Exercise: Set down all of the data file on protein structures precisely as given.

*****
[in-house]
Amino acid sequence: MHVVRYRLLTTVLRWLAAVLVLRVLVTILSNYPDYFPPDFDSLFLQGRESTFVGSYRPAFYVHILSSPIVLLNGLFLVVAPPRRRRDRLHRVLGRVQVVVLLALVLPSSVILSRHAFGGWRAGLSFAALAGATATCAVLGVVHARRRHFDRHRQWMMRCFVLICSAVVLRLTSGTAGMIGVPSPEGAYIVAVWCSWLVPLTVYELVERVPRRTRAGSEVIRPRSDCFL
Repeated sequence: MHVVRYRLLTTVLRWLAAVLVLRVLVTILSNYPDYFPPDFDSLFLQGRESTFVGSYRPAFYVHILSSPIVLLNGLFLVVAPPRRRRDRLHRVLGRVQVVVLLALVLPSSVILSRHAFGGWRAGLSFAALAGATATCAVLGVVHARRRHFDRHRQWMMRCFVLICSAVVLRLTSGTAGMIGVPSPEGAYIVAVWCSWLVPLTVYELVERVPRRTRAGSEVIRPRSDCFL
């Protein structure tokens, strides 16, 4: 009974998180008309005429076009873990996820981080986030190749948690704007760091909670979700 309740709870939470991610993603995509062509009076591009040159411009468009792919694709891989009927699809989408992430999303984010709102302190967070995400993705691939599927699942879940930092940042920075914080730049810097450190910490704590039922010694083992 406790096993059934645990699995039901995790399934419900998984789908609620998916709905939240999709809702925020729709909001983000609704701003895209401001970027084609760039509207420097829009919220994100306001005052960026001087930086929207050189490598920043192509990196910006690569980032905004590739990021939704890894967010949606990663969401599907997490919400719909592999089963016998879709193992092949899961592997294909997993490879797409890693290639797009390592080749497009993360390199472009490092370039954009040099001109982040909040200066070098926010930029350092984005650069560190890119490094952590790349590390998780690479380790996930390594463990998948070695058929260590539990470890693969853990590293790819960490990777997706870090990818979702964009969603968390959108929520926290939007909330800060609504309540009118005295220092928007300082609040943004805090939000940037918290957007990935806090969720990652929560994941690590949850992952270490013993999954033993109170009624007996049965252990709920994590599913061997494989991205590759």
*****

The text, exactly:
[in-house]
Amino acid sequence: MHVVRYRLLTTVLRWLAAVLVLRVLVTILSNYPDYFPPDFDSLFLQGRESTFVGSYRPAFYVHILSSPIVLLNGLFLVVAPPRRRRDRLHRVLGRVQVVVLLALVLPSSVILSRHAFGGWRAGLSFAALAGATATCAVLGVVHARRRHFDRHRQWMMRCFVLICSAVVLRLTSGTAGMIGVPSPEGAYIVAVWCSWLVPLTVYELVERVPRRTRAGSEVIRPRSDCFL
Repeated sequence: MHVVRYRLLTTVLRWLAAVLVLRVLVTILSNYPDYFPPDFDSLFLQGRESTFVGSYRPAFYVHILSSPIVLLNGLFLVVAPPRRRRDRLHRVLGRVQVVVLLALVLPSSVILSRHAFGGWRAGLSFAALAGATATCAVLGVVHARRRHFDRHRQWMMRCFVLICSAVVLRLTSGTAGMIGVPSPEGAYIVAVWCSWLVPLTVYELVERVPRRTRAGSEVIRPRSDCFL
């Protein structure tokens, strides 16, 4: 009974998180008309005429076009873990996820981080986030190749948690704007760091909670979700 309740709870939470991610993603995509062509009076591009040159411009468009792919694709891989009927699809989408992430999303984010709102302190967070995400993705691939599927699942879940930092940042920075914080730049810097450190910490704590039922010694083992 406790096993059934645990699995039901995790399934419900998984789908609620998916709905939240999709809702925020729709909001983000609704701003895209401001970027084609760039509207420097829009919220994100306001005052960026001087930086929207050189490598920043192509990196910006690569980032905004590739990021939704890894967010949606990663969401599907997490919400719909592999089963016998879709193992092949899961592997294909997993490879797409890693290639797009390592080749497009993360390199472009490092370039954009040099001109982040909040200066070098926010930029350092984005650069560190890119490094952590790349590390998780690479380790996930390594463990998948070695058929260590539990470890693969853990590293790819960490990777997706870090990818979702964009969603968390959108929520926290939007909330800060609504309540009118005295220092928007300082609040943004805090939000940037918290957007990935806090969720990652929560994941690590949850992952270490013993999954033993109170009624007996049965252990709920994590599913061997494989991205590759």